Rafael, however, knowing another grating, annoying argument was impending on behalf of his parents, started to pack his things for his classes today, in preparation to leave that apartment as soon as he could. He switched from his athletic shorts to his ripped, white-washed, blue jeans, keeping on his oversized and wrinkled white tee shirt he frequently wears around at home for comfort. Rafael lost his interest in appropriate and presentational dress in high school, knowing in the grand scheme of his life, it wasn’t practical to him what a few people may possibly think, especially at the cost of personal comfort.
Rafael’s daily commute to his university’s campus includes a mile walk to the nearest bus stop that will take him to campus for free, which has become more than routine to him. Living in an above average lower-class area of residence at best, he walks past run down slums of Austin, one of which is especially known for its high violent crime rate. Rafael, though always very aware of his immediate environment, learned to be especially wary of such on his commute to school. This morning, however, he would spend an unusual amount of time thinking to himself about his life, balancing his focus on his surroundings and inner monologuing. Today, he thought about his future, specifically after he finished university. Rafael thought about his survival, he thought about if his viewpoints on life would be useful and if it would be worth it for himself. He thought about if his father had seen the world the same way he did in his time, and wondered how disappointing the future is, compared to his vision of self-advancement at his age thirty-so odd years ago. He kept thinking this single point over, staying stringent on possibilities, trying to keep his thinking realistic. He pondered this until his focus was broken via the sound of the cutting screeches of bus tires in front of him.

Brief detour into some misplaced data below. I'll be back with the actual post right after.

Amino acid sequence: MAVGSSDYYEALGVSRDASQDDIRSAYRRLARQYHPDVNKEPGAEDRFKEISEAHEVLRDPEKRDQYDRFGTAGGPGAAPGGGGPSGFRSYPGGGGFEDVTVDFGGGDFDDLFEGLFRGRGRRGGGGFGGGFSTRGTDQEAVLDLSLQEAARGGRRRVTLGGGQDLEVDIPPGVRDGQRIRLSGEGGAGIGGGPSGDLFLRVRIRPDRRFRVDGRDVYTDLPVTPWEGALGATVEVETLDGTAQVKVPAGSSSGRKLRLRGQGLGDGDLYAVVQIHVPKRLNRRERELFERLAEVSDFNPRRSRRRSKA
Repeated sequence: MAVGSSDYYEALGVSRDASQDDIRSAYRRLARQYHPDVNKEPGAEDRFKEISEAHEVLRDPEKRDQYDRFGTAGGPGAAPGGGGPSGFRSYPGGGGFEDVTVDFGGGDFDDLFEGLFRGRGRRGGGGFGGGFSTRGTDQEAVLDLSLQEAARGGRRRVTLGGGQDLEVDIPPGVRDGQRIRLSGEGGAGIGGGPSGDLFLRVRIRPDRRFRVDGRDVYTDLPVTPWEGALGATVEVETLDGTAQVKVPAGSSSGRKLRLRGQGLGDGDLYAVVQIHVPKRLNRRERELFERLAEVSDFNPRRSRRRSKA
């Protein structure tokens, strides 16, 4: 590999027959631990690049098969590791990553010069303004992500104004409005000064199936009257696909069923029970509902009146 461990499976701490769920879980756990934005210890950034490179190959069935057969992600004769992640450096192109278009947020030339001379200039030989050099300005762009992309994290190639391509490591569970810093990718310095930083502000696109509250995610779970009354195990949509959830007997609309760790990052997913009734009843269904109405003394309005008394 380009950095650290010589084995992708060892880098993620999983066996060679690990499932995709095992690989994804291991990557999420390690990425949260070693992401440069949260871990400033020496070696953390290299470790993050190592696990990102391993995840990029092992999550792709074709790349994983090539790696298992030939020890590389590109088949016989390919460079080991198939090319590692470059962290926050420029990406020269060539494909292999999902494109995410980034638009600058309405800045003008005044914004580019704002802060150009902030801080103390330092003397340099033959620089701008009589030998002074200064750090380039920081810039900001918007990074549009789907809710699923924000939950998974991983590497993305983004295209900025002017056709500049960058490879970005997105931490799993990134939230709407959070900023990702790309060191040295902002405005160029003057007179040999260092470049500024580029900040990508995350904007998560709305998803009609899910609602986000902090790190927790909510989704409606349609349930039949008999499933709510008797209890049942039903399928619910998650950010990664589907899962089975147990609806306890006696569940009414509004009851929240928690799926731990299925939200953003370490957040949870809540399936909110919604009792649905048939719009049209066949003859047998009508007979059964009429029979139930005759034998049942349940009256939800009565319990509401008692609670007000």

Rafael quickly snapped out of his wandering head, walking up the steep steps of the advertisement-covered bus, gripping to the railing next to his graffiti tattered, plastic, uncomfortable, blue seat, where for the next fifteen minutes, he would sit observing the new batches of other daily commuters while listening to music, and clutching his black, Nike-brand, backpack cradled between his thighs.
Rafael watched in apathy as an elderly man was getting pickpocketed by another rider, covered in tattoos and piercings with a black hoodie. While continuing to clutch his bag, Rafael snickered quietly to himself, seeing the old man get robbed so easily to him. He thought to himself how preventable a case like that was, and imagined the things he would do to that hooded man if he caught him doing the same to him. Rafael always thought of himself highly for someone who didn’t see much point in over achieving, nor had much under his belt in terms of personal motivation, but he knew he was smart, and he knew he was a survivor, which was more than enough for him. Upon further thinking to himself, he quickly lost interest in his earlier musings.